Wednesday, March 23, 2011

Do More Faster

If you are an entrepreneur or a wantrepreneur (want to be entrepreneur), please read the book 'Do More Faster.' Especially if you want to do a web startup. I have ready 1/10th of it and I am already so inspired by it, and have learned so many great lessons, its amazing. One of the best books I have read ever, by far.

Speaking of Entrepreneurship, I am learning Ruby on Rails right now, and might code and launch an application soon to test an idea. What, learning coding in B School? Yes. Life has a way of going around in circles.

Sunday, March 20, 2011

Business school lingo

I am working on a video on Business School lingo. It is spring break, so I am lazy and so it is taking forever. Till then, enjoy this related video I found on youtube

Tuesday, March 15, 2011

Feedback and Rypple

A few days ago, I was talking to some of my Kellogg friends, and we were discussing good ways to give feedback to each other. Kellogg does have a standard survey that any student can send out to his/her group mates for that quarter, but the rates of people filling out the survey are dismal; I have tried sending it out for two quarters, and have gotten a grand total of two responses.

My Leading and Managing Teams class taught my Professor Apfelbaum was a completely different experience. Professor A mandated that each member of the team think of five positive and five negative pieces of feedback for each team member, type them up in a template that he provided in a font that he specified, and then tear each section apart and put in the person's envelop, thus making the feedback anonymous. The feedback I got from this exercise was invaluable. Thinking of ten pieces of feedback for each member of the team wasn't fun, but it was a very valuable exercise in the end.

So back to what I was thinking - I thought why isn't there a way to give anonymous, constructive feedback in companies? Why cannot people recognize each other for a job well done? After all, aren't we giving each other feedback in some way via Facebook likes, Twitter retweets etc?

Enter Rypple. According to their Crunchbase entry, they were founded in 2008 in Toronto, and raised 7 million dollars in Series A funding in 2010. The software promises to get rid of performance reviews that "suck" and instead brings a culture of constant feedback and learning to employees. I can see such reviews and feedback items being extremely helpful, and bringing in a useful perspective on yearly performance reviews. I love the idea. However, I see some issues with this product as it is right now:

1. First of all - Rypple up being another social network for the enterprise; and there can be just one. Yammer and Chatter (from are going head to head against each other; Rypple needs to find a way to work with them rather than standing alone.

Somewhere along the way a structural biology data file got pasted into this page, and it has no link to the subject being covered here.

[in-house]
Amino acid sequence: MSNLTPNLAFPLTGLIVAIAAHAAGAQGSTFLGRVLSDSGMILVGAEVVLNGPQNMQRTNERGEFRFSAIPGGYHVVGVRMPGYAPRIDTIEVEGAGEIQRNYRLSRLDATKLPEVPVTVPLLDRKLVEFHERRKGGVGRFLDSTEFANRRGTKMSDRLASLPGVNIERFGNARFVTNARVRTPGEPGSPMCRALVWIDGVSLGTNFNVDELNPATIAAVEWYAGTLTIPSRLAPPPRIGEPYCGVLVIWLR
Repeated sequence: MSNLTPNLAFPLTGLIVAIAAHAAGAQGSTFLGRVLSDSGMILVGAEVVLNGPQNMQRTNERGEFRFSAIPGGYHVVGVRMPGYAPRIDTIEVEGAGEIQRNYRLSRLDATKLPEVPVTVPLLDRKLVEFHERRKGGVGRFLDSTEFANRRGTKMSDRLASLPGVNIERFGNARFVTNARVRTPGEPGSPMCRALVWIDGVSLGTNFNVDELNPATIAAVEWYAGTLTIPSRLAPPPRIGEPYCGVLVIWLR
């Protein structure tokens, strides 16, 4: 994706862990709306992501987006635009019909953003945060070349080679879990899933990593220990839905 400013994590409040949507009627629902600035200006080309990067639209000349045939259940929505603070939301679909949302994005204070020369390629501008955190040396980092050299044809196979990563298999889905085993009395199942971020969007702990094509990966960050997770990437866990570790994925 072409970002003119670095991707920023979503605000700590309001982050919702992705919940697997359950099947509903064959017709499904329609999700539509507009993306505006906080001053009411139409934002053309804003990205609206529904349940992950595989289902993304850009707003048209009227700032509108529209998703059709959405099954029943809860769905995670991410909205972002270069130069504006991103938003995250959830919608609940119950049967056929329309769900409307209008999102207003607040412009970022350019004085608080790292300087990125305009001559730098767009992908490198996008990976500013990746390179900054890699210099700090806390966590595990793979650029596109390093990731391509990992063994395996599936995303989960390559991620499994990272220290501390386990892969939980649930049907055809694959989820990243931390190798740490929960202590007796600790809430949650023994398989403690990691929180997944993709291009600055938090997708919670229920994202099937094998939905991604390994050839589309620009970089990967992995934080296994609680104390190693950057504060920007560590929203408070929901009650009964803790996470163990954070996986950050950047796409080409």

2. I think that the product is missing an initial hook to bring in users. It uses a Yammer like go to market approach, where anyone can sign up for a free account, and the organization can 'claim' the network later for $5 per user. However, if I was in Rypple's place, I would try to provide value right out of the gate; for example, what if I could sign up for Rypple, then send a feedback request to anyone in my company, and they can give me anonymous feedback without needing to sign up? I get immediate value, and people who give me a feedback get an opportunity to sign up for an account. As they hear more and more about rypple, they eventually sign up and there you have people up and running on it!

3. The name - why is the name Rypple? Don't get it.....

4. Last, but not least, implementing Rypple will involve a sea change in how a company works. I guess others - like Yammer - have made that change in companies, but I would argue that Rypple involves an even greater change in how we give feedback to each other, how public we make it, how often we look for/want feedback.

On the positive side:

1. Love the inbound marketing approach. They already have videos with several customers up and running

2. Product design is fairly good, though a lot of features do make it somewhat confusing

Good luck Rypple. Excited to see where this goes...

High Level Rypple Demonstration from Rypple on Vimeo.

Wednesday, March 2, 2011

Career Leader

One of the key tests students take to understand one's suitability to different careers is called 'Career Leader.' I have taken this test several times; once a long time before B School, once in my first year of Kellogg, and once in my second year. The test is supposed to help decide which Career is a good match for you, and which is not.

While I found the career leader to be a great point of starting the self-reflection process, I did see that my suitability to various careers seemed to change significantly over the years. Here is an example:


2nd year after my summer internship in consulting: Notice that Management Consulting is now near the top of the list

A key determinant was my interest in 'Theory Development and Conceptual Thinking.' I believe that Business School education has changed this significantly; I have really enjoyed learning frameworks, thinking about Business Strategy through the frameworks learned in courses such as Business Strategy and Competitive Strategy. So will Management Consulting continue to be the perfect suitable career for me? We will find out in a few months...